Thursday, February 16, 2012

On The Map (The Three Hostages)

     Other things, which I did not know about, were happening that evening.  From a certain modest office near Tower Hill a gentleman emerged to seek his rooms in Mayfair.  His car was waiting for him at the street corner, but to his surprise as he got into it some on entered also from the other side, and the address to which the car ultimately drove was not Clarges Street.  The office, too, which he had left locked and bolted, was presently open, and men were busy there till far into the night – men who did not belong to his staff.  An eminent publicist, who was the special patron of the distressed populations of Central Europe, was starting out to dine at his club, where he was unaccountably delayed, and had to postpone his dinner.  The Spanish copper company in London Wall had been doing little business of late, except to give luncheons to numerous gentlemen, but that night its rooms were lit, and people who did not look like city clerks were investigating its documents.  In Paris a certain French count of royalist proclivities, who had a box that night for the opera and was giving a little dinner beforehand, did not keep his appointment, to the discomfiture of his guests, and a telephone message to his rooms near the Champs-Elysées elicited no reply.  There was a gruff fellow at the other end who discouraged conversation.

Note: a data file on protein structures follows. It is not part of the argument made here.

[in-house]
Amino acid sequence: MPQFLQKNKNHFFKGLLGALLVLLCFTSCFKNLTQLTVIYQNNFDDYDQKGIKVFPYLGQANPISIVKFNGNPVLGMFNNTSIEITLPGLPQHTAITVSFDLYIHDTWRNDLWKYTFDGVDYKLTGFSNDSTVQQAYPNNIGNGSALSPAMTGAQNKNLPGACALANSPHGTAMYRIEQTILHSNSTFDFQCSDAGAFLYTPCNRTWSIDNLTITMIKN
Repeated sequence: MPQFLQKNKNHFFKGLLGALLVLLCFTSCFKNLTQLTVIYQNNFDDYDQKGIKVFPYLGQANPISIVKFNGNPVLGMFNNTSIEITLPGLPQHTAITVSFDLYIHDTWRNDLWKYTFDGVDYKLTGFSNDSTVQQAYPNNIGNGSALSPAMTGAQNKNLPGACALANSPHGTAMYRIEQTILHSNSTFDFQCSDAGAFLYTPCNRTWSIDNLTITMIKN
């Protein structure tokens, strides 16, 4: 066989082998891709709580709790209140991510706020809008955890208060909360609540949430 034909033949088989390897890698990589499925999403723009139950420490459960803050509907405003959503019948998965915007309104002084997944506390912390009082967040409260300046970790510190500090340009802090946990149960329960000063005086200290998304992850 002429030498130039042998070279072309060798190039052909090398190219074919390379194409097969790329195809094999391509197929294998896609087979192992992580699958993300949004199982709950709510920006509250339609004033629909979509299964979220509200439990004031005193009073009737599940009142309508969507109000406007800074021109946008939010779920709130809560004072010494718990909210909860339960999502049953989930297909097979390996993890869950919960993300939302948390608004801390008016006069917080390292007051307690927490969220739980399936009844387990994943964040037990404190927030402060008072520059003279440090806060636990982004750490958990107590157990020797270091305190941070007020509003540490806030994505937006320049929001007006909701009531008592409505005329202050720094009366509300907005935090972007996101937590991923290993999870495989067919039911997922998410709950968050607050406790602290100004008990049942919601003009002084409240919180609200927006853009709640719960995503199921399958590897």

A worthy Glasgow accountant, an elder of the kirk and a prospective candidate for Parliament, did not return that evening to his family, and the police, when appealed to, gave curious answers.  The office, just off Fleet Street of the Christian Advocate of Milwaukee, a paper which cannot have had much of a circulation in England, was filled about six o’clock with silent, preoccupied people, and the manager, rather surprised and wild of eye, was taken off in a taxi by two large gentlemen who had not previously the honour of his acquaintance.  Odd things seemed to be happening up and down the whole world.  More than one ship did not sail at the appointed hour because of the interest of certain people in the passenger lists; a meeting of decorous bankers in Genoa was unexpectedly interrupted by the police; offices of utmost respectability were occupied and examined by the blundering minions of the law; several fashionable actresses did not appear to gladden their admirers, and more than one pretty dancer was absent from the scene of her usual triumphs.   A Senator in Western America, a high official in Rome, and four deputies in France found their movements restricted, and a Prince of the Church, after receiving a telephone message, fell to his prayers.   A mining magnate in Westphalia, visiting Antwerp on business, found that he was not permitted to catch the train he had settled on.  Five men, all highly placed, and one woman, for no cause apparent to their relatives, chose to rid themselves of life between the hours of six and seven.  There was an unpleasant occurrence in a town on the Loire, where an Englishman, motoring to the south of France – a typical English squire, well known in hunting circles in Shropshire – was visited at his hotel by two ordinary Frenchmen, whose conversation seemed unpalatable to him.  He was passing something from his waistcoat pocket to his mouth, when they had the audacity to lay violent hands on him, and slip something over his wrists.   

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